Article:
I don't know if it's ever been done anywhere else, but the radial menu interface you depict at 1:06 was implemented, pretty much exactly as it looks here, on the tragically short-lived Tapwave Zodiac, way back in 2003. This contraption was conceived as a hybrid PDA, games console and multimedia system, and it was a thing of beauty.
It ran a highly customised fork of the Palm 5 operating system, pretty well back-compatible with applications written for standard Palm PDAs, with a traditional Palm-style stylus and touchscreen (An old-style resistive touchscreen, that is, so the stylus was actually reliable, fast and accurate. I miss those) for handwriting input using the Graffiti system and other PDA-like operations, but it also had a left analogue thumbstick and right gamepad buttons either side of the screen in landscape mode, shoulder buttons, two SD card slots, stereo speakers, 128mb RAM, and ATI hardware graphics acceleration.
Why am I mentioning this here? Because, in their fork of Palm 5, some conscientious engineer who surely thinks the same way you do had clearly taken a long, hard look at the Zodiac's controls, and then expressly designed an OS user interface around them, most specifically the joystick. There was a hierarchical radial interface that functioned almost identically to what you've got in your video here, and it elegantly combined both subfolder navigation and action buttons into its radial lobes; you used the thumb-stick to move around the ring of blob icons, not entirely unlike playing the game Tempest. If I remember correctly (it's been a while, I accidentally smashed my beloved Zodiac in an accident years ago), moving the stick outwards from its centred position to a subfolder blob would open that subfolder out into the ring; moving it to a program/action icon and clicking the joystick once would launch it (no double-clicking; I'm sure you'd approve), clicking the joystick in the centre neutral position would back up into the root folder/menu. It was clean, elegant, intuitive, didn't require colossal precision, didn't really give you opportunity to make any mistakes, and you'd better believe it was lightning fast. It was also back-compatible for those who didn't favour the joystick; you could click on the radial blobs just like normal touchscreen icons with the stylus, and they were the right size and separation from each other, surely deliberately, that you could even do it with just a pudgy finger, if you just had no class at all, but the joystick was by far the best, in my experience.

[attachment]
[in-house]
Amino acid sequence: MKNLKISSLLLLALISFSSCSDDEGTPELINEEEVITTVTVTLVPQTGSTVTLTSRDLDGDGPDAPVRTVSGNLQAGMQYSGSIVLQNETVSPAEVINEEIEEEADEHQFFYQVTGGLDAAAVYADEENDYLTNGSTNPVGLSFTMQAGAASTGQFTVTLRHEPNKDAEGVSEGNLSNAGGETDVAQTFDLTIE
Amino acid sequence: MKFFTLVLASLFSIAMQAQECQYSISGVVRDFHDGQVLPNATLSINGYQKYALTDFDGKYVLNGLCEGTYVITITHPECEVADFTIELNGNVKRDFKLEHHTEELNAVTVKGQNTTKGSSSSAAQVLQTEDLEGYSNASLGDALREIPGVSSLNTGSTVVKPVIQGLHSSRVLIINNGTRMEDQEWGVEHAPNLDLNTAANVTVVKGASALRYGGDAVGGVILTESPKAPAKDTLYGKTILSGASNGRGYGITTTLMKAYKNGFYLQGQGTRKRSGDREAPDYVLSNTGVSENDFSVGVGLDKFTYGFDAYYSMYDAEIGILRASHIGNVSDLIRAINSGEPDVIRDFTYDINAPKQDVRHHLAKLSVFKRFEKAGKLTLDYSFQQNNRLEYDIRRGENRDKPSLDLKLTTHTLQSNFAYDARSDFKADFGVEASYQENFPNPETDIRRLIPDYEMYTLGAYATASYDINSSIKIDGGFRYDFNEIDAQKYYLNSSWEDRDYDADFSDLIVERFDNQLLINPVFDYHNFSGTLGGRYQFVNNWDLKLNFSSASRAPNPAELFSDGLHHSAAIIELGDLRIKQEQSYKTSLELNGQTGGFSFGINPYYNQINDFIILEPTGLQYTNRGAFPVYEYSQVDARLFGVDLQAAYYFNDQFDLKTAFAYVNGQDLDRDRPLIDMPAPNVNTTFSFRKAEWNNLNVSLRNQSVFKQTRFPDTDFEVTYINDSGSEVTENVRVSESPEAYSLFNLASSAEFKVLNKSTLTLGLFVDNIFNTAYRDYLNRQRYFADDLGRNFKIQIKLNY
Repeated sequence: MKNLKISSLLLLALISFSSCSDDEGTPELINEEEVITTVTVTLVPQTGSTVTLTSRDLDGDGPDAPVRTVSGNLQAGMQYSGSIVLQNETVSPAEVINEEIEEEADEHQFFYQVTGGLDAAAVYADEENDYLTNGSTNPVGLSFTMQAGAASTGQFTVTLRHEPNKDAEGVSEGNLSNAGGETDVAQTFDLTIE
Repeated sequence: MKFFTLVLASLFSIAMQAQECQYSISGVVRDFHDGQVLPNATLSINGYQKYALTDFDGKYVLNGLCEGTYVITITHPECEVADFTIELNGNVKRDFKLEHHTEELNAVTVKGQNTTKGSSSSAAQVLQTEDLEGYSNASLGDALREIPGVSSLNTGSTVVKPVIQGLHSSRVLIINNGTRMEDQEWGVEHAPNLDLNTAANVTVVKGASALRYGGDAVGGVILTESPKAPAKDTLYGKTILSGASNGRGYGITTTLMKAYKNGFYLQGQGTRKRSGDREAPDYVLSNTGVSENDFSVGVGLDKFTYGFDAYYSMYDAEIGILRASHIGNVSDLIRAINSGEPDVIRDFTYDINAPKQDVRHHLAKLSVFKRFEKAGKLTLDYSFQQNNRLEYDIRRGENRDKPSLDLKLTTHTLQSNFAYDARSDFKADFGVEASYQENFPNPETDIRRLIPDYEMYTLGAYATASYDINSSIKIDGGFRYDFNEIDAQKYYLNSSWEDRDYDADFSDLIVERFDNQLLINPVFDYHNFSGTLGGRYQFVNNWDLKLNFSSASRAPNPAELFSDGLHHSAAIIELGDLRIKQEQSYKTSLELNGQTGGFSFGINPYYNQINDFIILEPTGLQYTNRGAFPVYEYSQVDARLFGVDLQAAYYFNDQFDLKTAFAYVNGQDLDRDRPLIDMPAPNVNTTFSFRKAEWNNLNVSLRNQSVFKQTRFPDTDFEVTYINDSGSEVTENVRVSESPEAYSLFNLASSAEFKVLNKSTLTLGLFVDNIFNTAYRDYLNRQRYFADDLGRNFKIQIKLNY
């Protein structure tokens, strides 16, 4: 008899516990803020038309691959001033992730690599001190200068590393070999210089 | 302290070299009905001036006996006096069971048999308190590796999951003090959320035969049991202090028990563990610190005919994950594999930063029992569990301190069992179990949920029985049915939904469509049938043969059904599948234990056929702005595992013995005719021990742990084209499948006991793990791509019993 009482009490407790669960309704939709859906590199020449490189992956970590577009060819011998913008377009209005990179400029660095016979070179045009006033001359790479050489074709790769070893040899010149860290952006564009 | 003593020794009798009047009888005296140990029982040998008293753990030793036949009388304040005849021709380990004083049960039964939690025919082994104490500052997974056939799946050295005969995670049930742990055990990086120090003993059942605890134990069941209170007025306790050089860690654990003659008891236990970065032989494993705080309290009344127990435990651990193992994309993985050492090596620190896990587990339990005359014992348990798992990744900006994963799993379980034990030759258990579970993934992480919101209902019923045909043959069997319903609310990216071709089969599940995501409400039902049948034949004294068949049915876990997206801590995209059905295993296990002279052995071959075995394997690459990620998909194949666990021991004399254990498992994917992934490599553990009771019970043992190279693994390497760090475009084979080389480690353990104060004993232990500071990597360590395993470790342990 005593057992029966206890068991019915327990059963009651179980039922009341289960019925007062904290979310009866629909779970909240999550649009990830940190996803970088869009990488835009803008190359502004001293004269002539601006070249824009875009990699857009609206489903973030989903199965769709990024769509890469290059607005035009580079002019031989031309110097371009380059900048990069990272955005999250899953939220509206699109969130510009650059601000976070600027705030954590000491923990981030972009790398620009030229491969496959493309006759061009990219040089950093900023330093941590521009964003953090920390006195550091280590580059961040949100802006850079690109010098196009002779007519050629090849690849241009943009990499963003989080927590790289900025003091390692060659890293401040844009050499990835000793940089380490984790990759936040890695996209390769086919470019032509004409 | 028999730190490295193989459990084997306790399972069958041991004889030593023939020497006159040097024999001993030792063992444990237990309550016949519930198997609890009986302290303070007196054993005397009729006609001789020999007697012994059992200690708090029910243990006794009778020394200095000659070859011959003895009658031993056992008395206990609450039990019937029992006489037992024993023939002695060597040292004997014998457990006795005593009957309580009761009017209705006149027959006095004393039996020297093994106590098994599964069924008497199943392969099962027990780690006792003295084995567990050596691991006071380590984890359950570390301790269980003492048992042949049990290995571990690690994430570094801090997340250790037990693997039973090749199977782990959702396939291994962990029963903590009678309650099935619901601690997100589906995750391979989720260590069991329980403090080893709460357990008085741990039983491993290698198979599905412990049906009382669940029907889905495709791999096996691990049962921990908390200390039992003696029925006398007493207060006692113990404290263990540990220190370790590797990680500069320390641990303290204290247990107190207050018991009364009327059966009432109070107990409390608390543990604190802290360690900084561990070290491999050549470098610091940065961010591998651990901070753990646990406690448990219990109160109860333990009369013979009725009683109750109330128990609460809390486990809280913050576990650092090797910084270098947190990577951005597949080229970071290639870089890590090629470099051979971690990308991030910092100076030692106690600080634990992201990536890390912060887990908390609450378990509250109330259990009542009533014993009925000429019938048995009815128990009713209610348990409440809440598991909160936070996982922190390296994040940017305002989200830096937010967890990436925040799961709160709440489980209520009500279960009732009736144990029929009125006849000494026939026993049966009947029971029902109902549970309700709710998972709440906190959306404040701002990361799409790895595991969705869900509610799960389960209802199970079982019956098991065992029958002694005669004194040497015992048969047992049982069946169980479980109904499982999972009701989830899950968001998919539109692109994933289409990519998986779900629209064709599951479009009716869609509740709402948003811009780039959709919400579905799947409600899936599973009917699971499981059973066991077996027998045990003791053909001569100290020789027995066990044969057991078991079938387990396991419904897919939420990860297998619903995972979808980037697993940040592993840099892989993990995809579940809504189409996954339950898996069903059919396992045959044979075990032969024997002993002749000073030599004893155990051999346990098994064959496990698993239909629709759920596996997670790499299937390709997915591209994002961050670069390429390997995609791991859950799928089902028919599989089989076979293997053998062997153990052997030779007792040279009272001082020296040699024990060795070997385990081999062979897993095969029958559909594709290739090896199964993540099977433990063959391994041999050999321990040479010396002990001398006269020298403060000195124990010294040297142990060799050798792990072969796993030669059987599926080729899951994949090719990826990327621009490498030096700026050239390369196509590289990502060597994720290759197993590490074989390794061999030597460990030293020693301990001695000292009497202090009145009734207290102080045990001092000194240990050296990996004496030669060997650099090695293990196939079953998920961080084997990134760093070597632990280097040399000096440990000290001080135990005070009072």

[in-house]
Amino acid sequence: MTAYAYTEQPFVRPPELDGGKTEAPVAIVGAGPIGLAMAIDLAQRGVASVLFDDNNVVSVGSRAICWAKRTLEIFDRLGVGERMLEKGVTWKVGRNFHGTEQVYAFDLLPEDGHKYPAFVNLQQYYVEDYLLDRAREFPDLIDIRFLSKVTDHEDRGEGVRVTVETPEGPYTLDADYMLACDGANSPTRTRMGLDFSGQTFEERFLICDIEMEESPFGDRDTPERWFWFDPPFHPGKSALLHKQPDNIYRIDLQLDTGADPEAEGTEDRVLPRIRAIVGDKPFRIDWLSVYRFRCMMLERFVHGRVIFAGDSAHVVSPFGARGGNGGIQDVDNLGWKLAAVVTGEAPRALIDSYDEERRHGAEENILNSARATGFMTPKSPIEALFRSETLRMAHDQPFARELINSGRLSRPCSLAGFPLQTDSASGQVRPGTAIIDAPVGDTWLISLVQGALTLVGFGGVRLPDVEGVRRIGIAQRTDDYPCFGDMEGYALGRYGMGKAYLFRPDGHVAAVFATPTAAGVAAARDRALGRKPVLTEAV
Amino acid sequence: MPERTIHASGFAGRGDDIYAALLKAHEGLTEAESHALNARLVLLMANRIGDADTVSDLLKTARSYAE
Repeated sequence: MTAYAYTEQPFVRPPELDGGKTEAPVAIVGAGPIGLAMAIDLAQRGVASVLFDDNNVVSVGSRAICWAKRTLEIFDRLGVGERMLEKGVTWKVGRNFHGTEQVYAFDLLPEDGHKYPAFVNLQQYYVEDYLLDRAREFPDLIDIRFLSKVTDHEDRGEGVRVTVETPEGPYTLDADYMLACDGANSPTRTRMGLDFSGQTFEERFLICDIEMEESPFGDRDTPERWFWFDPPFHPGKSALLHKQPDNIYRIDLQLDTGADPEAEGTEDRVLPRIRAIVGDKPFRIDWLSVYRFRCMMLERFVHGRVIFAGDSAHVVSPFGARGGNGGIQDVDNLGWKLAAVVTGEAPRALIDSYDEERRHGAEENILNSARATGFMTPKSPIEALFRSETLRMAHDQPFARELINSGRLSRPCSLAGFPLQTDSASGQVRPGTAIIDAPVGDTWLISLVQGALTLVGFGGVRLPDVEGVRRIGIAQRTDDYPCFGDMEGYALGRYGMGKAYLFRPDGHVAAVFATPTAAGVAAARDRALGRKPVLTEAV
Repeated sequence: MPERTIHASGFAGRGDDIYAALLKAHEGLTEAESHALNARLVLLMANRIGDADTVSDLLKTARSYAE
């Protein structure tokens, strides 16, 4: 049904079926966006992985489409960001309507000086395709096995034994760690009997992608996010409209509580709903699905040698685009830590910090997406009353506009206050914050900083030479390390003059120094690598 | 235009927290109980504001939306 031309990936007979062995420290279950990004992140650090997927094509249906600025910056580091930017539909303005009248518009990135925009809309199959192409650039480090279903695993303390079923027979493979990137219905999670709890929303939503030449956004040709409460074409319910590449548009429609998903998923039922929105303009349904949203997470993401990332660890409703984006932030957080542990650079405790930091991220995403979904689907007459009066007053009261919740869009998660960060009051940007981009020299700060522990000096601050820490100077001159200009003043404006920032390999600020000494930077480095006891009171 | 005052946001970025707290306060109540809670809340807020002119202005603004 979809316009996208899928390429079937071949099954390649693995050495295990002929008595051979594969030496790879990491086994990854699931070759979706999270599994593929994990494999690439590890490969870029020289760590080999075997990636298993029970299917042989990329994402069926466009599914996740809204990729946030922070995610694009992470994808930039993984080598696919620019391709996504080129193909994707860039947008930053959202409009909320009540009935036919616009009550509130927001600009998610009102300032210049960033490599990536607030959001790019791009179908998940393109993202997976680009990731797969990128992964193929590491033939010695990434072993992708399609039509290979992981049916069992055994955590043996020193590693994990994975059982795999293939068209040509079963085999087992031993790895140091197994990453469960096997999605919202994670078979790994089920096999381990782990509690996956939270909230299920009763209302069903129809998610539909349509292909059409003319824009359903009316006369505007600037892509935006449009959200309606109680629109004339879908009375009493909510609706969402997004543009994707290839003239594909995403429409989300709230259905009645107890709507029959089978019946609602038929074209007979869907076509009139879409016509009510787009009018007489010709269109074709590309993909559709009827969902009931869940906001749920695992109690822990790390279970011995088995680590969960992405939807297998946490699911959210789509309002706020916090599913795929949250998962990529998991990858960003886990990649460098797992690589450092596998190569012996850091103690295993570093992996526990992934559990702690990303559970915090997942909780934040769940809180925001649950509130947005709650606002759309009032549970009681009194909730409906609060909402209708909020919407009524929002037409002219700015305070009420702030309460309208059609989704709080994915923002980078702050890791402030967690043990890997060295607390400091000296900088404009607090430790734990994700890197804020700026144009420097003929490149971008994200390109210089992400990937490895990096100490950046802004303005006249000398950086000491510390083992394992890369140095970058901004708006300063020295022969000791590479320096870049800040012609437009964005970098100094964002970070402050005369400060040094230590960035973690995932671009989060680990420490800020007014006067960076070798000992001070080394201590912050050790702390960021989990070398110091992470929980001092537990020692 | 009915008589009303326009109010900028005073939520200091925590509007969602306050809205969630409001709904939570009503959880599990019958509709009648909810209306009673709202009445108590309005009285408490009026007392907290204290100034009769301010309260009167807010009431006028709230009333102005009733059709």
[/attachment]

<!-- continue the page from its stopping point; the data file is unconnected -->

So, what happened? Well, there were some utter bonehead launch decisions (or possibly just sheer, run-out-of-time-and-money desperation) made elsewhere in the company. After lovingly creating this wonderful games platform, I think they had a grand total of three release titles; two of which were ports of Tomb Raider 1 and Duke Nukem 3D, ancient games everyone had already long played to death, and Spyhunter, a bare-bones racing-shooting game that got boring after one level. The stock multimedia player was also crippleware, and rigged to only play a proprietary video format that basically doesn't exist any more and required you to shell-out for the windows-only PC software to pre-convert your videos before you could play them on the device. Furthermore, even though the ATI graphics chip could do hardware video decoding, there was no software capable of actually using this properly at launch. In other words, the launch software line-up comprehensively failed to show anyone what the device was truly capable of. The open-source community raced to fill the gap with TCPMP and a native port of ScummVM, but it all came too late. I believe the device even had a product placement as a prop in the Stargate TV series, but even that was in vain.
Maybe it never stood a chance anyway, because even though the Zodiac and the PSP were announced simultaneously and Tapwave then beat Sony to market by just over a whole year, as soon as the PSP shipped, it just buried them. I still miss mine. It was a lovely machine.